The simple answer is yes.
The 30 September 2018 deadline has passed and the 5 April 2019 is looming large. Surely that means if I’m not already in dialogue with HMRC I have to pay the Loan Charge?
No it doesn’t.
HMRC issued updated Guidance on 1 February 2019 that provides a final opportunity to settle.
What HMRC Say
Taxpayers can still come forward now if they did not register their interest to settle by 31 May 2018 and did not send HMRC all the information it needed by 30 September 2018.
If taxpayers want to settle their use of a disguised remuneration tax avoidance scheme so that they do not have to pay the loan charge, they (or their agent) should contact HMRC promptly and send HMRC all the information it requires as quickly as possible, and by 5 April 2019 at the latest.
HMRC will then work with the taxpayer to settle their tax affairs before the loan charge comes into effect.
What Does Guidance Mean
HMRC do not define what they mean by “before the loan charge comes into effect.”.
If information is passed to HMRC on 4 April 2019 (to meet by 5 April 2019) will HMRC be able to evaluate the settlement before 5 April 2019, when loan charge is due to take effect.
The simple answer is no.
Does this mean the loan charge is avoided or circumvented?
Again the simple answer is no.
What Does HMRC Really Mean
Rather than guess we have asked.
The verbal response being:
- taxpayer must provide HMRC with meaningful information about an arrangement by 5 April 2019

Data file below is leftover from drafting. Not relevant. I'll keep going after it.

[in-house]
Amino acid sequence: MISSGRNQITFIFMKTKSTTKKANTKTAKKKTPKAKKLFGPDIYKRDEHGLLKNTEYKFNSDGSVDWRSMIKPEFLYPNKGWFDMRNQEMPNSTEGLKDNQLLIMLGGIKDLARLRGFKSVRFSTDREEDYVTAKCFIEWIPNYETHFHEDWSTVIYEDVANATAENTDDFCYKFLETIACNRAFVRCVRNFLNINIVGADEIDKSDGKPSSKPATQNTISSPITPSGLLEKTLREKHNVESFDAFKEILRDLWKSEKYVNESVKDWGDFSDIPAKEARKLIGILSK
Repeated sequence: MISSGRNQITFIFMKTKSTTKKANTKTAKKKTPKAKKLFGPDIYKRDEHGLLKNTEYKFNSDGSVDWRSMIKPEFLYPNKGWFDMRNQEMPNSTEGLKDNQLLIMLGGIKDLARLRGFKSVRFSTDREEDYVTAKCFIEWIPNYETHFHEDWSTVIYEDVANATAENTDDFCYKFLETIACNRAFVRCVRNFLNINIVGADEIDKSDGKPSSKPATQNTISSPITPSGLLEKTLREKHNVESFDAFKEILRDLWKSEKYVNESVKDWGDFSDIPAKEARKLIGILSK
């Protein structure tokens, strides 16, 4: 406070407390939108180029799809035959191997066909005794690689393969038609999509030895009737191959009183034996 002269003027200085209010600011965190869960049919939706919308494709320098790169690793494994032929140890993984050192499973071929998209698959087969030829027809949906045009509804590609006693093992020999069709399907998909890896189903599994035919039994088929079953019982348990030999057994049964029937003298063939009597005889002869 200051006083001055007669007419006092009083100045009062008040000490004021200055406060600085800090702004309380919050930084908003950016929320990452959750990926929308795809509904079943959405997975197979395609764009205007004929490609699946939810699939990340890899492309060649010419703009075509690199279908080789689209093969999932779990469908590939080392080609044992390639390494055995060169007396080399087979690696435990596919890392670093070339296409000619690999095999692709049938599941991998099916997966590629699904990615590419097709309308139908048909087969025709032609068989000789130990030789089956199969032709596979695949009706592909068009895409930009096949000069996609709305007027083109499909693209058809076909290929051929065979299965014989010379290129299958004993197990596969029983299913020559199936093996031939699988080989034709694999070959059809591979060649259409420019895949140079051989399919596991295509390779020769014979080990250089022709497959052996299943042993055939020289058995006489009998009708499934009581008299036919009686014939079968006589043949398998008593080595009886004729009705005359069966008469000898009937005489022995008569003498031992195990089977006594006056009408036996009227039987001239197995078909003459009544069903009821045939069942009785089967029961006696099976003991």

- HMRC will then provide settlement calculations
- taxpayer will have 30 days to agree calculations after they are issued by HMRC otherwise loan charge will take effect.
The conclusion being loan charge can be avoided if settlement is reached with HMRC. Even if the actual settlement is agreed after 5 April 2019. Provided information about the arrangement is provided to HMRC by 5 April 2019.
The default position being if the terms for settlement are not met the loan charge will take effect.
A Short Settlement Window
Any taxpayer who has not made up their mind to settle needs to do so in the next 6 weeks if they wish to settle.
Information needs to be provided to HMRC by 5 April 2019, otherwise the opportunity will be lost.
Pace is then determined by how quickly HMRC can evaluate the settlement.
If settlement is agreed within 30 days of figures being evaluated loan charge can be avoided.
Anyone seeking to exit any form of tax avoidance can contact me at email@example.com, or Paul at firstname.lastname@example.org, to explore their options, while options exist.